Dawn Fraser is regarded as the finest female sprint swimmer of them all; winner of four gold and four silver Olympic medals, holder of 39 world records (27 of them individual) and first in her sport of either sex to win the same event at three consecutive Olympics. Her many early handicaps included severe respiratory troubles. She was a natural rebel, often in conflict with authority, and was even disqualified, for alleged professionalism, at the age of 14.
At her first Olympics, in 1956 in Melbourne - where Australia dominated the freestyle swimming - she won the 100m freestyle, was a member of the winning 4 x 100m relay team, and finished second to Lorraine Crapp in the 400m. She went on to win the 100m freestyle in Rome (1960) and Tokyo (1964), collecting silver in the sprint relays at both those Games, and silver again in Rome in the medley relay. Her troubles with officialdom continued - in 1960, after the Rome Games, she was a suspended from international competition for two years for assorted indiscretions, and in 1964, she was given a 10-year suspension. The term was later reduced to four years, but had the effect of ending a career which might have concluded with triumph in 1968.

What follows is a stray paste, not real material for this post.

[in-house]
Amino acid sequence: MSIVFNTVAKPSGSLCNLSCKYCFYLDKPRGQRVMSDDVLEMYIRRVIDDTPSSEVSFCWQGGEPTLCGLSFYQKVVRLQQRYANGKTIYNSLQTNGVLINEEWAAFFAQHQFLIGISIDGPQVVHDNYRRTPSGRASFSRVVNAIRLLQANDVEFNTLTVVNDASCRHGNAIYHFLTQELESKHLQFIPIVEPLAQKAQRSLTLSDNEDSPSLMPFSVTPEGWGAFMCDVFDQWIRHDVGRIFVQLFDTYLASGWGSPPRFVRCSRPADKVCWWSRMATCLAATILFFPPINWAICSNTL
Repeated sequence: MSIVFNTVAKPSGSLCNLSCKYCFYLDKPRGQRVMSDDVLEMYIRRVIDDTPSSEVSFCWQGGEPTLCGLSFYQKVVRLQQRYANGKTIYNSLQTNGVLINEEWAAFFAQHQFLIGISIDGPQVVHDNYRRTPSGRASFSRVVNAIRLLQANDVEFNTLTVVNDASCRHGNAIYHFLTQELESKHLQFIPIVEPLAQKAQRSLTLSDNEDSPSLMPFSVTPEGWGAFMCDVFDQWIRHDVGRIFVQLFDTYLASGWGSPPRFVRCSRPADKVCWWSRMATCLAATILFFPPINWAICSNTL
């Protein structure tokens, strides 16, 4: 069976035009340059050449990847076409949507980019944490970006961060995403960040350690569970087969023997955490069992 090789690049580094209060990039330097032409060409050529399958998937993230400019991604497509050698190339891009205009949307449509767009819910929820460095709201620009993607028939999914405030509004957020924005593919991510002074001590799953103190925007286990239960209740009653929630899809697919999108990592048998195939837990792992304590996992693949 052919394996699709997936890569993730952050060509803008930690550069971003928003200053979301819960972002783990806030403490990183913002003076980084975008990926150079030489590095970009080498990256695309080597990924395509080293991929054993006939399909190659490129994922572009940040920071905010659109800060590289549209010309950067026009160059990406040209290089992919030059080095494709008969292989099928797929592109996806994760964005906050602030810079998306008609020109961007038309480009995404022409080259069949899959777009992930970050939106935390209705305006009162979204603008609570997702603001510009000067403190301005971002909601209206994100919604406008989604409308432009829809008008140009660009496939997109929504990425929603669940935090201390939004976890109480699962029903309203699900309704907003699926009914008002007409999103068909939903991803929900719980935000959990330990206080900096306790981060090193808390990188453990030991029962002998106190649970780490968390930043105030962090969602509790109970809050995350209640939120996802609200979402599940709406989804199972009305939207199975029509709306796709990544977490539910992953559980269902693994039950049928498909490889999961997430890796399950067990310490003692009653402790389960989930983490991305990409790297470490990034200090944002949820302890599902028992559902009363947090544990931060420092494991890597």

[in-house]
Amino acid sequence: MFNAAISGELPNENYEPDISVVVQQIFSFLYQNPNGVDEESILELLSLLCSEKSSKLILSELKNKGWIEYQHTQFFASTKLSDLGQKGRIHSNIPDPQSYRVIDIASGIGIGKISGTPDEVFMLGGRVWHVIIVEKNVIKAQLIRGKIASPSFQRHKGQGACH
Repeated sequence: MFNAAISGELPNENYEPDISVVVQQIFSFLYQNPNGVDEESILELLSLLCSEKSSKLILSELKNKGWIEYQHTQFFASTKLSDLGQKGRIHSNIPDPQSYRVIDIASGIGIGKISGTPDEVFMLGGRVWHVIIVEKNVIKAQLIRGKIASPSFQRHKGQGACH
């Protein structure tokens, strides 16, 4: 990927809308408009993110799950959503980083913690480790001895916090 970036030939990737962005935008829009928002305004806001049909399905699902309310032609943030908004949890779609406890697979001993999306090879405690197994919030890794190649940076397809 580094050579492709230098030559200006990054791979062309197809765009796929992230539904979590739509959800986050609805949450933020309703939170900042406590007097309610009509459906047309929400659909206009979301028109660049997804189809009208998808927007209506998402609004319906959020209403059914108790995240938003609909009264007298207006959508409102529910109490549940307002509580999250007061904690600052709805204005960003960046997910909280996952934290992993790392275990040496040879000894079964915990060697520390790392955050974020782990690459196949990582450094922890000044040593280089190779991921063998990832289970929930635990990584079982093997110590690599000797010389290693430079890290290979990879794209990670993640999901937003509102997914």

Fraser’s greatest victory, against the odds, occurred in 1964, when she came back to win in Tokyo after a car crash that killed her mother and seriously injured her neck and spine. Such was her dominance of the 100m freestyle that she held the world record for 16 years.
Harry Gordon, AOC historian